An estimated 100,000 Americans are living with sickle cell disease, a disease that one in 400 African Americans is born with.   Thanks to new and aggressive treatment, the live expectancy and quality of life for people with sickle cell disease has improved immensely.   In 1976, the life expectancy for patients with sickle cell disease was 18; now it’s 44, and that number is improving rapidly.

“Sickle cell disease is caused by a series of genetic mutations to the hemoglobin gene, the protein in red blood cells that carries oxygen to tissues around the body,” says Dr. Jeffrey Glassberg,  assistant professor of emergency medicine, hematology and medical oncology at Mount Sinai.  “Everyone with sickle cell disease has received a genetic mutation from both the mother and the father, and people with sickle cell anemia have received the most severe mutation from both parents. If you inherit the mutation from only one parent, then you won’t have the disease, but you could pass on that mutation to your children.”

Patients with sickle cell disease can present with a range of symptoms. “Because the blood travels to every part of the body, patients can experience symptoms everywhere — things like lung infections, bone damage, and even stroke,” says Glassberg. “The main symptom is excruciating pain attacks, or pain episodes. Treatment for sickle cell pain hasn’t changed in decades. Funding for research is desperately needed.”

Signs and symptoms:

One of the greatest developments in the fight against sickle cell disease is newborn screening. “For people born in the U.S., you find out when you’re born, which is one of the biggest factors helping Americans live so much better and longer with this disease,” says Glassberg. “Getting a proper diagnosis and treatment from day one really helps.”

Sickle cell patients usually have no symptoms for the first six months of life, because at that point the body is still making fetal hemoglobin. “Then around 9 months, the body has switched over to adult hemoglobin, and babies can start to get attacks of pain in random parts of the body,” says Glassberg. “Their hands will swell up, and they are very prone to infections.”

Adults can have a range of symptoms. “Many people experience pain as their main symptom — sometimes it’s pain that comes and goes and comes and goes, while other times it follows a trigger, like stress, hot or cold, or dehydration,” says Glassberg. “People often rate the pain of sickle cell disease as worse than labor, or worse than having your bones broken — in severe cases, it can be excruciating.”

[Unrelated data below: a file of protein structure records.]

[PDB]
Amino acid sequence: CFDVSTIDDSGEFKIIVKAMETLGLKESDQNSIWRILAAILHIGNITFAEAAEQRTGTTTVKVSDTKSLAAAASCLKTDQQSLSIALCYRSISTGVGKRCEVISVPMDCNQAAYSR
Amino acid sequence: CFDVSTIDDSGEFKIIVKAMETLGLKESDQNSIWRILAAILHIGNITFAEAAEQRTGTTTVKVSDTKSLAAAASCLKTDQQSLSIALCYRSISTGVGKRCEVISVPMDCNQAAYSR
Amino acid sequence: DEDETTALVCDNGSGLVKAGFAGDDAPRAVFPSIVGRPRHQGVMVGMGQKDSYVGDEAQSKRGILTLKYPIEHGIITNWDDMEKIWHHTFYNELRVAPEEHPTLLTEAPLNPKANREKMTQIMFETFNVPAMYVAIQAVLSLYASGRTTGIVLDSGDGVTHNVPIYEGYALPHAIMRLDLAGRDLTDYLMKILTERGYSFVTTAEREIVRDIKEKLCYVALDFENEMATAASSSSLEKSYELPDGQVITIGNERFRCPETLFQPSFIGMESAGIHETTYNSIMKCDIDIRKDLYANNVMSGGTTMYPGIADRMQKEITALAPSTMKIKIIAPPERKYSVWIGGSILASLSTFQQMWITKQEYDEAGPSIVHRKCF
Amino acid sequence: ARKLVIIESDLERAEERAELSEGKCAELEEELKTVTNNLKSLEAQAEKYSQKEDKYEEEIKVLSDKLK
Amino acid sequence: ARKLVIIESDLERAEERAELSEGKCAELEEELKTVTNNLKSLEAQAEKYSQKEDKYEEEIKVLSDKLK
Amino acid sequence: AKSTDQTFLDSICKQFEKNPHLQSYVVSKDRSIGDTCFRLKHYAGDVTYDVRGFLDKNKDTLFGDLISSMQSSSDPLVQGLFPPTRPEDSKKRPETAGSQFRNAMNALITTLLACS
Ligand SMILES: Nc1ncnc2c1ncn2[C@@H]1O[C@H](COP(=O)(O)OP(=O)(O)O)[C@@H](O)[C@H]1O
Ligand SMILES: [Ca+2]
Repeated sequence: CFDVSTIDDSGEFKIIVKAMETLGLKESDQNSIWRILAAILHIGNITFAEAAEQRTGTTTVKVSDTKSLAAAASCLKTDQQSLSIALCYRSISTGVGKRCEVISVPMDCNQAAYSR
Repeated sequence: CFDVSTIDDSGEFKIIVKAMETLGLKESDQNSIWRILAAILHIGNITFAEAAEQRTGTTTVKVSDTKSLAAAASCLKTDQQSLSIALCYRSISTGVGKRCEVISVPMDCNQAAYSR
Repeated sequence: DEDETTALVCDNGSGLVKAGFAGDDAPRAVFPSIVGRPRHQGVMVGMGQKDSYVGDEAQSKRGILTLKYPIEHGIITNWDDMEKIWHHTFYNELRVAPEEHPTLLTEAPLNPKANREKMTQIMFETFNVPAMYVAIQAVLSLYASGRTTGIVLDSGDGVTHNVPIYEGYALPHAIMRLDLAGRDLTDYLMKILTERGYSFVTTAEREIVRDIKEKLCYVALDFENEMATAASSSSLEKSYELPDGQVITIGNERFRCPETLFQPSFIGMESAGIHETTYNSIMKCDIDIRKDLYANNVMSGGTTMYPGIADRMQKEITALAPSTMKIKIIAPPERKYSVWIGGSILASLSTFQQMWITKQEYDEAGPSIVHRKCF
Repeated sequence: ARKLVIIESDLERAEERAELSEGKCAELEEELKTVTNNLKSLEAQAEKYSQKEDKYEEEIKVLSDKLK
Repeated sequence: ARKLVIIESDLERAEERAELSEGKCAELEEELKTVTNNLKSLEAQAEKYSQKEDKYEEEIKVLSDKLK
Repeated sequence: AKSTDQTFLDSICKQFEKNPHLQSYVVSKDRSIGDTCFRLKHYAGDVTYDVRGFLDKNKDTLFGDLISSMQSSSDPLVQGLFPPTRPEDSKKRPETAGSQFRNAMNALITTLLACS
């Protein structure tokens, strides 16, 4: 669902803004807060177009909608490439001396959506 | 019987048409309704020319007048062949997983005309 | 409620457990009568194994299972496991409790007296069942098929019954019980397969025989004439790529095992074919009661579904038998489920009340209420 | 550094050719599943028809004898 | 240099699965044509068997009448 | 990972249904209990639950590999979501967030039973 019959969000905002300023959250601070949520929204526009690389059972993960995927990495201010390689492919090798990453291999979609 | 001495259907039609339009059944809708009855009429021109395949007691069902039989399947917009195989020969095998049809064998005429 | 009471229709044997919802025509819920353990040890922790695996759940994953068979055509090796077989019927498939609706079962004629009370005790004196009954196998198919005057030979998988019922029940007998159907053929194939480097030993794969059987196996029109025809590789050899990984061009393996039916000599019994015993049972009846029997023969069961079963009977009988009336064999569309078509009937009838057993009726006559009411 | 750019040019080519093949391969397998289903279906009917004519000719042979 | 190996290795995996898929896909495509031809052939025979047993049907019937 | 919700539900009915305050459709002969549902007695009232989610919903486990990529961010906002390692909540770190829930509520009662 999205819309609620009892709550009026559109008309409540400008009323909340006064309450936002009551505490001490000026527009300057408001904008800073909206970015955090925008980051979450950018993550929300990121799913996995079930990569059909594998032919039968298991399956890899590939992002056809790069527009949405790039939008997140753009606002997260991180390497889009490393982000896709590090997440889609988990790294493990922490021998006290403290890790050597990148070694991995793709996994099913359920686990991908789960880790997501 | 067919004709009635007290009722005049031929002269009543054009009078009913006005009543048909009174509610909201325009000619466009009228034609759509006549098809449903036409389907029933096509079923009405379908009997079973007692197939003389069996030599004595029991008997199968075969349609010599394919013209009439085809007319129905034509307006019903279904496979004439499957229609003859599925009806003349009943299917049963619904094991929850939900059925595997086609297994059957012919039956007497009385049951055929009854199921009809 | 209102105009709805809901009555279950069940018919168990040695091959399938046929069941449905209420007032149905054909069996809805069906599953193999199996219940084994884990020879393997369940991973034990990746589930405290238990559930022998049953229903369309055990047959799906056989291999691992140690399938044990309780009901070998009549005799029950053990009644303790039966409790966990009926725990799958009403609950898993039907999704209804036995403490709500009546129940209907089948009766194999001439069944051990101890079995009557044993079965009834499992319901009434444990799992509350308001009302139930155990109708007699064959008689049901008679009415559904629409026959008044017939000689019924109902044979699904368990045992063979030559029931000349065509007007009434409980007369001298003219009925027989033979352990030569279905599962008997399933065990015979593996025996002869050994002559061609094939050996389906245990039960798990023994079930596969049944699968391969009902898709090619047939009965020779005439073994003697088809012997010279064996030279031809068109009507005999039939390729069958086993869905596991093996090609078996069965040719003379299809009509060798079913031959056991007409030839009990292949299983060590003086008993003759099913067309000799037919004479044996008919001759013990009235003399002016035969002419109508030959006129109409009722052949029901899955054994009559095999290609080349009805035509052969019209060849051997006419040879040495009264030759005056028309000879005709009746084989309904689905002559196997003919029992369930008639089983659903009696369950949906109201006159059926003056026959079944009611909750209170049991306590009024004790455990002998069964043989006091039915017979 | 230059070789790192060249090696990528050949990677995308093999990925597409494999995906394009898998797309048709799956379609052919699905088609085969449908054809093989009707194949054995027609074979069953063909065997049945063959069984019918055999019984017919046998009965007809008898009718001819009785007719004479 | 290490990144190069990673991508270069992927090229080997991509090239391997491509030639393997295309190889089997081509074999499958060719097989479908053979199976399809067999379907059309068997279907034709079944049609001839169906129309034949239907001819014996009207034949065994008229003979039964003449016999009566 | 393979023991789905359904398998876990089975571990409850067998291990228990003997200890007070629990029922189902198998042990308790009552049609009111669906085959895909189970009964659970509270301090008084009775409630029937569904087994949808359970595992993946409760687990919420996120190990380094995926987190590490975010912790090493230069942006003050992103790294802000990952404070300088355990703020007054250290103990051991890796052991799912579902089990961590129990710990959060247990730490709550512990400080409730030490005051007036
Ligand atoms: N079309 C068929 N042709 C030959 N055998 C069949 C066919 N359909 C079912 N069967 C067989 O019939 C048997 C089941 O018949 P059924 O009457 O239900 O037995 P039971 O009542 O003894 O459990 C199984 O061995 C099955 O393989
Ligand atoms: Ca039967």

Traditional treatment:

The mainstay of sickle cell disease is a medication called hydroxurea. “This is the one FDA-approved drug for sickle cell disease,” says Glassberg. “It works in many ways, including by tricking people’s bodies into making fetal hemoglobin instead of adult hemoglobin.”

In the past, hydroxyurea was reserved for patients with very severe disease. “Since then, studies have found that hydroxyurea helps patients live longer and have fewer pain crises,” says Glassberg. “The big children’s hospitals like St. Jude’s are now putting babies on hydroxurea starting at nine months — the thinking is that the body will suffer less damage if we can start kids early on this medicine.”

“Hydroxyurea is really for everybody with sickle cell disease,” says Glassberg. “We think there will be another jump in life expectancy, now that we’re starting kids on this medicine in early life.”

Historically, some patients have been hesitant to try hydroxyurea. “There’s still some stigma with the drug because it started out as a chemotherapy and some of the side affects you can read online sound frightening,” says Glassberg. “But now that we have 40 years of experience prescribing the drug, we know that it has tremendous benefits and low risk.”

There is also the possibility of curing sickle cell disease with bone-marrow transplant. “Most bone marrow transplants are done in kids, and you need to find a match,” says Glassberg. “Many people can’t find matches, or aren’t eligible for other reasons. There’s lots of research being done to come up with alternatives for patients who don’t have a bone-marrow match.”

Another angle of sickle cell disease treatment is treating any other health conditions. “Really good sickle cell care is all about going through every part of the body and optimizing care,” says Glassberg. “For instance, sleep apnea is very common in people with sickle cell disease, and we’ve found that treating sleep apnea brings other benefits like improving heart function and decreasing pain episodes””

Research breakthroughs:

Doctors are working hard to develop better and better treatments for sickle cell disease. “There’s some really promising work being done in gene therapy, which changes the sickle cell mutation in your bone marrow and then puts the cells back into your body,” says Glassberg. “This work is in the very early phases of human testing, so it’s not quite a breakthrough as yet.

By the numbers:

  • An estimated 100,000 Americans are living with sickle cell disease
  • One in 400 African-American babies has sickle cell disease; one in 8.5 is a carrier of sickle cell trait
  • About one in 3,500 Hispanic children has sickle cell disease

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